• You create an understanding of consequences

Also it looks to me that your child has a lot of energy: going to the playground or park will take most of the energy out and also will give him the opportunity to do things he can't do at home. Yes, it is difficult to get anything done with the toddler at home. That is why you have to help your wife with cleaning and cooking and don't assume that she can do everything just because she is at home all the time.

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Thank you for the clarification! We haven't actually done time-outs yet precisely because we have a feeling it just won't work with him. Will research this more. –  Torben Gundtofte-Bruun Jul 29 '11 at 15:40
    
Also ... playground:check! Helping wife:check! Don't assume:check! We've got that covered. –  Torben Gundtofte-Bruun Jul 29 '11 at 15:43
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My wife had a lot of friends that swear by the Supernanny method. It definitely didn't change our lives overnight (I had mixed feelings at first), but as we've used it consistently over time I think it's slowly beginning to work. I don't think we use it because it works wonderfully, I think we use it because everything else fails so horribly! –  Daniel Standage Jul 29 '11 at 15:59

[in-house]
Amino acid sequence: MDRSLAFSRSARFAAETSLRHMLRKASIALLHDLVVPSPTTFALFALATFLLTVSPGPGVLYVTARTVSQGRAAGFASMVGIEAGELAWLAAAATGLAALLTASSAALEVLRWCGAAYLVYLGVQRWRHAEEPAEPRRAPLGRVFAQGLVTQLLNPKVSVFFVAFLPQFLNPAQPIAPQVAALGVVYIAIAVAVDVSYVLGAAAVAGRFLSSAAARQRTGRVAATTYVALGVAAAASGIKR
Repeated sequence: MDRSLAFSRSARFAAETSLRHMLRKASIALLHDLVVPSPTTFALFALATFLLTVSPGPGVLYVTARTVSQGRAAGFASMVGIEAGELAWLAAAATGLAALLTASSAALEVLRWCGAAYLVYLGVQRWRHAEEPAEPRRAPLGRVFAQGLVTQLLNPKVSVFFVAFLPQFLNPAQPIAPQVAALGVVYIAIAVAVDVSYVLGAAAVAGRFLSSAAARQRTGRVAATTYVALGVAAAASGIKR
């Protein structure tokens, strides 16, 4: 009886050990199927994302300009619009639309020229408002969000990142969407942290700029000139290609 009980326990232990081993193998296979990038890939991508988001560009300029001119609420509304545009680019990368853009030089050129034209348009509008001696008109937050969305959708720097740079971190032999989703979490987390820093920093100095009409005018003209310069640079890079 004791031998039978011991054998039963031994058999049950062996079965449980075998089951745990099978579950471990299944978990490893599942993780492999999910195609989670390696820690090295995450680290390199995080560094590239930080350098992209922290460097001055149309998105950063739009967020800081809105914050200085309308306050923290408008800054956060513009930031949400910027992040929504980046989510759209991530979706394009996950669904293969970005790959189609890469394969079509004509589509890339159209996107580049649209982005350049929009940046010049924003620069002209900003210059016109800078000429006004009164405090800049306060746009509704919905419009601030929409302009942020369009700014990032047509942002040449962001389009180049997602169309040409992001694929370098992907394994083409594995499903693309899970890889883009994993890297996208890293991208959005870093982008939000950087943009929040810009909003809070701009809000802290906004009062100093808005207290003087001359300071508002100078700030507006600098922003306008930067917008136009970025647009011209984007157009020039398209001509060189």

I am accepting this answer because it most closely matches the idea that worked in our case. Independent of this site, and not familiar with the "time-out" method, my wife "invented" nearly the same thing herself and it seems to be very effective, for the reasons stated in this answer. Seeing how well it worked, we quickly adopted this as our favorite method. When he misbehaves sufficiently, he's verbally directed to go to his room, be quiet, and stay there until he has calmed down and can act normally again. (continued) –  Torben Gundtofte-Bruun Sep 12 '11 at 5:44
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It works well for us - but you need consistency. When Grandpa swears - he gets 60 minutes timeout. (Not sure if he does it deliberately for some peace and quiet...:-) –  Rory Alsop Oct 8 '11 at 16:30
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I agree that negative attention may be just as rewarding for your little one as positive attention. Therein lies the challenge.